How To Make My Mom’s Picadillo, the Most Comforting One-Skillet Dinner I Know

updated Feb 19, 2021

This humble dish of ground beef and vegetables — also called giniling or menudo in the Philippines — comes together in a single skillet and is endlessly customizable.


Prep5 minutes to 10 minutes

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picadillo sits in a bowl over rice next to a glass and a fork
Credit: Photo: Joe Lingeman; Food Styling: Cyd McDowell

My mom’s picadillo reminds me of my childhood in the Philippines. When I was 5 years old, my mother and I moved to Southern California from the Philippines. She was a young immigrant single mother raising a child on her own. In our new American life, most of our meals came from boxes or cans — but there was one home-cooked meal she made that brought me comfort and reminded me of the country we just left. My mother called it menudo.

Although menudo is often associated with the tripe-laden soup served at Mexican restaurants on Sundays, Filipino menudo is something entirely different: stew meat, carrots, potatoes, peas, and raisins simmered in a tomato base and served with white rice. But because my mom used ground beef instead of stew meat, she was actually serving me a dish called giniling (“ground meat” in tagalog), or what is commonly known in countries colonized by the Spanish as picadillo.

Credit: Photo: Joe Lingeman; Food Styling: Cyd McDowell

Picadillo comes from the Spanish word picar, which translates to “mince,” referring to the chopped meat. The dish took on many forms as it made its way across the Spanish colonies — depending on the area, it could be made with ground beef, pork, or even seafood. Across Latin America, you’ll find varieties that have cumin, olives, or hard-boiled eggs, and in some countries, picadillo is stuffed into empanadas. Some recipes include annatto for added color, but my mom uses paprika, so that’s what I call for here.

In the Philippines, like many dishes, this dish varies from family to family. I’m sharing the recipe my mom taught me, but it’s such a simple and humble dish that you can riff on the recipe in many ways. In this version, I brown the meat, then add chopped onion and garlic. Next, I add tomatoes, potatoes, and seasonings, then simmer until the potatoes are tender. I then add frozen peas and carrots and finish it off with some raisins, but you can also try it with olives. Experiment with different seasonings and customize based on your palate and your pantry — sometimes I add cumin, or if I’m feeling like I want extra tomato flavors, I’ll increase the tomato paste or sauce. I especially love stuffing them in pastry like they do in Latin America.

After making this dish so many times for my own family, I understand why my mom used to make it for me. It’s fast and simple, cooks in one skillet, and is very comforting and satisfying. On top of all that, it uses pantry staples, making it a low-cost dinner option.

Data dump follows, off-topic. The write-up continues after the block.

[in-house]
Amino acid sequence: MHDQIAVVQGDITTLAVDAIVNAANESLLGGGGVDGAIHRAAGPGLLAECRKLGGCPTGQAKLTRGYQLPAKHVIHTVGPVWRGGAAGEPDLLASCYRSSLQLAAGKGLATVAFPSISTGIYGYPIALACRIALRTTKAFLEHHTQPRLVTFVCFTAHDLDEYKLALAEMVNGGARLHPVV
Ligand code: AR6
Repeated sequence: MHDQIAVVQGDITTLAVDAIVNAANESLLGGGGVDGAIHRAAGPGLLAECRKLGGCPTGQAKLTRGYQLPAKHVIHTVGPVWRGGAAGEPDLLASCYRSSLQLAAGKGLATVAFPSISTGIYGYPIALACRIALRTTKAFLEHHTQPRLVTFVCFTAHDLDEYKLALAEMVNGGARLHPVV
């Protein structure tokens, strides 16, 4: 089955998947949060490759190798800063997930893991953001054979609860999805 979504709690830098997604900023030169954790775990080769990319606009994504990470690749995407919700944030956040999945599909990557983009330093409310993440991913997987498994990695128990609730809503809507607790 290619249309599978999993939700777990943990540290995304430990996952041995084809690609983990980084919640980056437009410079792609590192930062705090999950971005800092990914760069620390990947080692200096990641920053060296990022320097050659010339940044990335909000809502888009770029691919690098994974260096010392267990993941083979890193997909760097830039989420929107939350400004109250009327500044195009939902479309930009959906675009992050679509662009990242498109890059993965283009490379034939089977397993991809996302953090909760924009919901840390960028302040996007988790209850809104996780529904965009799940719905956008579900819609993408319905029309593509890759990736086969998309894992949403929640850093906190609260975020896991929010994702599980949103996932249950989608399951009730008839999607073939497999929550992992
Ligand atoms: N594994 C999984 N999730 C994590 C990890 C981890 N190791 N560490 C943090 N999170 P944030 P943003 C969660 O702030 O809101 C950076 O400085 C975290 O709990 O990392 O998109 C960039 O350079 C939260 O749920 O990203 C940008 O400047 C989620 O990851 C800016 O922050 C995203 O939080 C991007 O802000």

Does your family eat picadillo? Tell us your family’s recipe in the comments.

Credit: Photo: Joe Lingeman; Food Styling: Cyd McDowell
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Here's how to make my mom's picadillo.


This humble dish of ground beef and vegetables — also called giniling or menudo in the Philippines — comes together in a single skillet and is endlessly customizable.

Prep time 5 minutes to 10 minutes

Serves 4

Nutritional Info


  • 1

    medium yellow onion

  • 4 cloves


  • 8 ounces

    russet or Yukon gold potatoes (1 to 2)

  • 2 tablespoons

    vegetable oil

  • 1 pound

    lean ground beef, ground pork, or a combination

  • 1 1/2 teaspoons

    kosher salt, divided, plus more as needed

  • 1 tablespoon

    tomato paste

  • 1 (14.5-ounce) can

    diced tomatoes

  • 1/2 cup


  • 1 teaspoon


  • 1/2 teaspoon

    freshly ground black pepper, plus more as needed

  • Soy sauce or coconut aminos (optional)

  • 1 cup

    frozen peas and carrots

  • 2/3 cup


  • Cooked white rice, for serving


  • Chef's knife and cutting board

  • Measuring cups and spoons

  • Vegetable peeler

  • Large skillet

  • Spatula


  1. Prep the vegetables. Finely chop 1 medium yellow onion. Mince 4 garlic cloves. Peel and dice 8 ounces russet or Yukon Gold potatoes.

  2. Brown the meat. Heat 2 tablespoons vegetable oil in a large skillet over medium-high heat until shimmering. Add 1 pound lean ground beef or ground pork and 1/2 teaspoon of the kosher salt. Cook, breaking it up with a spatula into small pieces, until just browned all over, about 4 minutes.

  3. Add the aromatics. Add the onion and cook until translucent, about 2 minutes. Add the garlic and cook until fragrant, about 1 minute.

  4. Add the tomato and potatoes. Add 1 tablespoon tomato paste and stir until it coats the meat mixture, about 1 minute. Add the potato, 1 can diced tomatoes and their juices, 1/2 cup water, 1 teaspoon paprika, 1/2 teaspoon black pepper, and the remaining 1 teaspoon kosher salt. Bring to a boil.

  5. Simmer and season. Reduce the heat to maintain a simmer. Cover and simmer, stirring occasionally, until the potatoes are cooked through, 15 to 18 minutes. Taste and season with more black pepper, kosher salt, soy sauce, or coconut aminos as needed.

  6. Add the peas, carrots, and raisins. Add 1 cup frozen peas and carrots and 2/3 cup raisins. Cook uncovered until the peas and carrots are cooked through and the sauce has thickened slightly, about 4 minutes. Serve with cooked white rice.

Recipe Notes

Storage: Leftovers can be stored in an airtight container up to 3 days.

Credit: Kitchn